A group of eight state attorneys general from across the country have launched an investigation into how Facebook, now known as Meta, was “providing and promoting” Instagram to children and teenagers despite knowing about mental health concerns.
The investigation comes after Frances Haugen, a former Facebook employee who turned into a whistleblower, testified before Congress about the impact Instagram was having on the mental health of teenagers, among numerous other topics. During her testimony, Haugen said Facebook “put their astronomical profits before people.”
The Wall Street Journal published a series of stories earlier this year where internal Facebook documents showed that the social media giant knew Instagram could have a negative effect on the mental health of teenagers.
After backlash rose following the Wall Street Journal reports, Facebook announced that it was “pausing” its plans to build an “Instagram for Kids” platform. The company promised to work with ““parents, experts, policymakers and regulators.”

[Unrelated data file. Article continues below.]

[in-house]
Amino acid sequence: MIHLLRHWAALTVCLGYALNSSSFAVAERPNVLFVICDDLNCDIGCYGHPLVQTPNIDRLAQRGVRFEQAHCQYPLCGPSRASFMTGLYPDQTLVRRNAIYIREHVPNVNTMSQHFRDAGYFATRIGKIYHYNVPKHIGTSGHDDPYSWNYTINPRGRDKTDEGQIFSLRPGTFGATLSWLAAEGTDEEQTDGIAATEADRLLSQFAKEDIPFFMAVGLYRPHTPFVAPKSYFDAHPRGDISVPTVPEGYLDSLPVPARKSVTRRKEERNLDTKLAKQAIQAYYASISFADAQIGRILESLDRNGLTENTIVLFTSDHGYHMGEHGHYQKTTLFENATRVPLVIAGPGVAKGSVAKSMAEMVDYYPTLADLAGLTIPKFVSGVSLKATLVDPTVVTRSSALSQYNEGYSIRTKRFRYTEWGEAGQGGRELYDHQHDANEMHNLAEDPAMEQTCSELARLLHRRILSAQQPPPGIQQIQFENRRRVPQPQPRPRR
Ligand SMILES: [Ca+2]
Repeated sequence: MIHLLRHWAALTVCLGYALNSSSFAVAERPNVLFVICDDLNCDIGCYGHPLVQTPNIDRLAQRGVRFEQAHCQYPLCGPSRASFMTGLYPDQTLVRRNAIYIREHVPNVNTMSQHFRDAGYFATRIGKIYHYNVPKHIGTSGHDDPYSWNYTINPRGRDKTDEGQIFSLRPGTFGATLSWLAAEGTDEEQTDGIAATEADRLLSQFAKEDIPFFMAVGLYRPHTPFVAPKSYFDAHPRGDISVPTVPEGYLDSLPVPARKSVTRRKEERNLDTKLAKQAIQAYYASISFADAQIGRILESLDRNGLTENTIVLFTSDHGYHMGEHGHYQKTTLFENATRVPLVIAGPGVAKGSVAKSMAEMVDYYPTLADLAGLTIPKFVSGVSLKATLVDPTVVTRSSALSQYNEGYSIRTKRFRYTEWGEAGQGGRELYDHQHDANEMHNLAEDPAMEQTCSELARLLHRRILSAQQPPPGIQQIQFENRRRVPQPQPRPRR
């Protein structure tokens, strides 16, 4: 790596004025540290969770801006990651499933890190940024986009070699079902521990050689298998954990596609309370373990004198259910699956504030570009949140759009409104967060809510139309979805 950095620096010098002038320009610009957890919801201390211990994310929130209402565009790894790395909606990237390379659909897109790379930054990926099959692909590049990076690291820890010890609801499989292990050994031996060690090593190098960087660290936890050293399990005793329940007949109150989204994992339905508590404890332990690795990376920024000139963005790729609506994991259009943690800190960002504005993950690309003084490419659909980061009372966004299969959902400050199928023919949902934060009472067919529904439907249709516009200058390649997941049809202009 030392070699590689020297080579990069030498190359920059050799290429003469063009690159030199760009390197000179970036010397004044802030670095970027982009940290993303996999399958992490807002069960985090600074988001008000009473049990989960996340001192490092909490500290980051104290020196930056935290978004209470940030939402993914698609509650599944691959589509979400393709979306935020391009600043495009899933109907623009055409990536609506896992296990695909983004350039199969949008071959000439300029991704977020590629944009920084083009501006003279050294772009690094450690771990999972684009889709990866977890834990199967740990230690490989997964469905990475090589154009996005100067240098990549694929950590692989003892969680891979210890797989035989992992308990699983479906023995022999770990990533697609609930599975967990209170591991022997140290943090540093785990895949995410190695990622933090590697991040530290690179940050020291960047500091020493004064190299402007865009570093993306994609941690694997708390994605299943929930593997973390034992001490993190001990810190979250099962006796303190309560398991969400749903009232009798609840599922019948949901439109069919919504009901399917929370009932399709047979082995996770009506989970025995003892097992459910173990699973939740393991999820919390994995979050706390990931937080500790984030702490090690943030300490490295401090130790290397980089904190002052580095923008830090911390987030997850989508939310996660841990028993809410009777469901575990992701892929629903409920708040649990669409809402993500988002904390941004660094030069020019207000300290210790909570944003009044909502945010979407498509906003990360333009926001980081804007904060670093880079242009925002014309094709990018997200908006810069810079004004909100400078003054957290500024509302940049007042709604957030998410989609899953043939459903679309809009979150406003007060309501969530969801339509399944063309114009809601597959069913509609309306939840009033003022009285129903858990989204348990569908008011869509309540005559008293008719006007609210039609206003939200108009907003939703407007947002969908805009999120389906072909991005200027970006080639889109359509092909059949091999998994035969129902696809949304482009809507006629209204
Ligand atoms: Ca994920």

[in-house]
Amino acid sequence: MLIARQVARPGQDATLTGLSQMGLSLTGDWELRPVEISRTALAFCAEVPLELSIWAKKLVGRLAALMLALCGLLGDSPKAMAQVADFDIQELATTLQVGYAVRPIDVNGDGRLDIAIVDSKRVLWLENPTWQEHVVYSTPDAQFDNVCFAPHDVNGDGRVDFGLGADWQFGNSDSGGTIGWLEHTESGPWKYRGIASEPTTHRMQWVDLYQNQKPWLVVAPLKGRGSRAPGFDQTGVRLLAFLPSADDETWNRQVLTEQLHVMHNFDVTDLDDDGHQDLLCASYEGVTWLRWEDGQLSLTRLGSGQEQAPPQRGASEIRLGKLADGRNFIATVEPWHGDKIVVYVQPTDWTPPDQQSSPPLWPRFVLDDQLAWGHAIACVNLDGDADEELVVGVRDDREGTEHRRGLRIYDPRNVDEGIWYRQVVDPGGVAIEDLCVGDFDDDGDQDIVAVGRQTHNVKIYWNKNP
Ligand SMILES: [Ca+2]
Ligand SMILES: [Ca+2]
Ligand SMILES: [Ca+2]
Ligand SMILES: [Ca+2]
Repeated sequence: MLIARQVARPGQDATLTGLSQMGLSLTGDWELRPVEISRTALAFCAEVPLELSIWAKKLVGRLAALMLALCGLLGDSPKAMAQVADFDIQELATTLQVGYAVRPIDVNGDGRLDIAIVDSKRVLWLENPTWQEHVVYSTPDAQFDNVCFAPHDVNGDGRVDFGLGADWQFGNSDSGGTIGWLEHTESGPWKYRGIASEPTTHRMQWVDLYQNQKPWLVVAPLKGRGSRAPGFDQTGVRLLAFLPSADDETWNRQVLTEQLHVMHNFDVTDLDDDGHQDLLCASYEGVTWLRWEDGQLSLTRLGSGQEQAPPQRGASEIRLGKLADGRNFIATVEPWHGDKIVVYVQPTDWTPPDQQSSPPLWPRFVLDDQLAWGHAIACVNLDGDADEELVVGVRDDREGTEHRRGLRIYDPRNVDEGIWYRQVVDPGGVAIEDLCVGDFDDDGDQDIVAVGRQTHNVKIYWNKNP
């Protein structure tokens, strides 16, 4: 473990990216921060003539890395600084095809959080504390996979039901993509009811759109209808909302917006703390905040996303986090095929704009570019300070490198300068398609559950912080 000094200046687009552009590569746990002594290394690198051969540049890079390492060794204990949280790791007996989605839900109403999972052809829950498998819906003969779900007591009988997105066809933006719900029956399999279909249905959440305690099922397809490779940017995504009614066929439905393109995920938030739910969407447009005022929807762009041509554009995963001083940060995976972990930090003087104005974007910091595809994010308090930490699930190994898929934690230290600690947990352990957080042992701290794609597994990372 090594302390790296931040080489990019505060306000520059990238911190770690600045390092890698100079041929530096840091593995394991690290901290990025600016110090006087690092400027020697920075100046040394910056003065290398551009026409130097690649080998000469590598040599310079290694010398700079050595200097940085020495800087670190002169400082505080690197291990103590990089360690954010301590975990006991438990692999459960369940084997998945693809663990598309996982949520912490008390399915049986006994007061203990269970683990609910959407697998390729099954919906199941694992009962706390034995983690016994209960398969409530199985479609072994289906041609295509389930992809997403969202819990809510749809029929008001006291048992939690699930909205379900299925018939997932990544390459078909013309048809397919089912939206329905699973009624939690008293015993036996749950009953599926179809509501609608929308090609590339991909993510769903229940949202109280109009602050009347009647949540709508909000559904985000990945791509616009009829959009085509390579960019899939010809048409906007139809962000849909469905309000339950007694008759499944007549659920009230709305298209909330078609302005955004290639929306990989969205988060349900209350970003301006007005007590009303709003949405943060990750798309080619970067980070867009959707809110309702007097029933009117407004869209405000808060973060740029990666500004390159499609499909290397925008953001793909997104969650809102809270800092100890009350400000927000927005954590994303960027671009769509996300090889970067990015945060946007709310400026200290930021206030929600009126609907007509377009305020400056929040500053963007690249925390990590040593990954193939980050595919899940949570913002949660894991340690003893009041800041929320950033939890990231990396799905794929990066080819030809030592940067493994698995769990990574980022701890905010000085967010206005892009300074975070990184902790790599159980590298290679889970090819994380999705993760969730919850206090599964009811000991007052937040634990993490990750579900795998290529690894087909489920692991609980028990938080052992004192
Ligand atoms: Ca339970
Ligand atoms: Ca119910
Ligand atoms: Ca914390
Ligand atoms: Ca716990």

The states launching the investigation include California, Florida, Kentucky, Massachusetts, Nebraska, New Jersey, Tennessee, and Vermont. The attorneys generals from the states are both Democrats and Republicans.
In a news release, Nebraska Attorney General Doug Peterson (R) said it was “imperative” for state attorneys general to investigate when “social media platforms treat our children as mere commodities to manipulate for longer screen time engagement and data extraction.”
Both Peterson and Massachusetts Attorney General Maura Healey, who are co-leading the investigation, said the investigation will look into “the techniques utilized by Meta to increase the frequency and duration of engagement by young users and the resulting harms caused by such extended engagement.”
The Daily Dot reached out to Meta for comment, but did not immediately receive a reply. We’ll update this story if we hear back.
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